Monday, May 2, 2011

JT @ Carnegie

Perspectives: James Taylor
April 12, 20 and May 6, 9, 2011
Carnegie Hall, 7th Avenue & 57th Street

Carnegie Hall has been music’s premiere venue since Russian composer Pyotr Tchaikovsky conducted the Hall’s first concert on May 5, 1891. Along with thousands of classical artists, many rock, pop and folk musicians have “made it” at Carnegie Hall, including the Beatles, who played there in 1964 (on the day I was born, if you care).

So it makes sense that this season, James Taylor would curate his own Perspectives, four Carnegie concerts in which the legendary singer-songwriter traces his own musical antecedents and celebrates his more than 40-year hit-making career.

Taylor’s Perspectives began on April 12 with a gala concert commemorating the Hall’s 120th year, and the musician was joined onstage by an impressive array of star performers, from Bette Midler and Broadway legend Barbara Cook to Steve Martin and Sting.

The concert following that on April 20 was the most intriguing of the entire series. James Taylor: Roots saw the affable Taylor introduce the music he grew up listening to and was influenced by and guest stars that performed during the two-hour show. In addition to playing his classics like “Fire and Rain,” “Your Smiling Face” and “Never Die Young,” Taylor played lesser-known tunes off his eponymously-titled debut album (“Night Owl,” “Rainy Day Man”) and songs from his early, teen bar band days (“Old Blue”).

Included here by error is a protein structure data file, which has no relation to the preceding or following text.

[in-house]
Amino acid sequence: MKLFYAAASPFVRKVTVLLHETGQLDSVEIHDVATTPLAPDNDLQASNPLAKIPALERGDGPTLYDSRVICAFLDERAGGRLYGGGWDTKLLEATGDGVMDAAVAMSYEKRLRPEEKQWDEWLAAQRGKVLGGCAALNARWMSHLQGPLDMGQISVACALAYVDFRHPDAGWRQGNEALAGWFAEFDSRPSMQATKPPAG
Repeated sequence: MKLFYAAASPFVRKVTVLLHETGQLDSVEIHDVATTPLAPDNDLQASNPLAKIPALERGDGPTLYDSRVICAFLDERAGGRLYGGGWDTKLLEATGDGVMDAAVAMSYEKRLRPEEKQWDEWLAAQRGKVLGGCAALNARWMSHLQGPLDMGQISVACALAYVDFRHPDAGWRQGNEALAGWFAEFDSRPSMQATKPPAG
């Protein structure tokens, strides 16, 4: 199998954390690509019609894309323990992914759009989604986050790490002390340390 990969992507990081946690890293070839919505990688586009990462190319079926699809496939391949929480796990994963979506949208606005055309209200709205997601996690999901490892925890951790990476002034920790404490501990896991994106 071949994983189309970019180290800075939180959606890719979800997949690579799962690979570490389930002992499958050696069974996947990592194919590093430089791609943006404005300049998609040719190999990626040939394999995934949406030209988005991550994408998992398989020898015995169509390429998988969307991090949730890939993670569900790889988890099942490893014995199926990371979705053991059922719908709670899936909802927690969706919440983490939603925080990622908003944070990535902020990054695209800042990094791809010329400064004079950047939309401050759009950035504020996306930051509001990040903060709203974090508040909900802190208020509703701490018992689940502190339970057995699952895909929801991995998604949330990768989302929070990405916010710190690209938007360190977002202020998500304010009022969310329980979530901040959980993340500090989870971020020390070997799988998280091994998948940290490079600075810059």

Ever the generous collaborator, Taylor ceded center stage to a terrific lineup of collaborators, like guitarist Jerry Douglas, who played “Hey Joe,” and Danny Kortchmar, an old friend who sang his own “Machine Gun Kelly.” Robert Cray put down killer blues licks on “Sittin’ on Top of the World” and “Goin’ to New York,” while the woman Taylor introduced by calling her the world’s best singer, Allison Krauss, lived up to that billing on “Never Never Land” from Peter Pan and in two lovely duets with Taylor: “Why Baby Why” and “How’s the World Treating You.”

Although the previously-announced Vince Gill and Amy Grant were no-shows due to a family emergency, no one minded when Taylor announced their replacement: the one and only Tony Bennett, who duetted with the gracious host on the first encore, “Put on a Happy Face” from Bye Bye Birdie. Once Taylor finished the show with Oklahoma’s signature song, “Oh, What a Beautiful Morning,” it had become quite a beautiful evening for the sated crowd.

Two Perspectives concerts remain. On May 6, in the more intimate Zankel Hall, Guitar Conversations finds Taylor discussing and playing his choice instrument alongside fellow musicians Jerry Douglas and Michael Landau. And on May 9, in the main Stern Auditorium, will be what JT fans have been waiting for: Quintessential James Taylor and His Band, a performance of four decades’ worth of greatest hits by one of America’s signature singer-songwriters.

(photo by James O'Mara)

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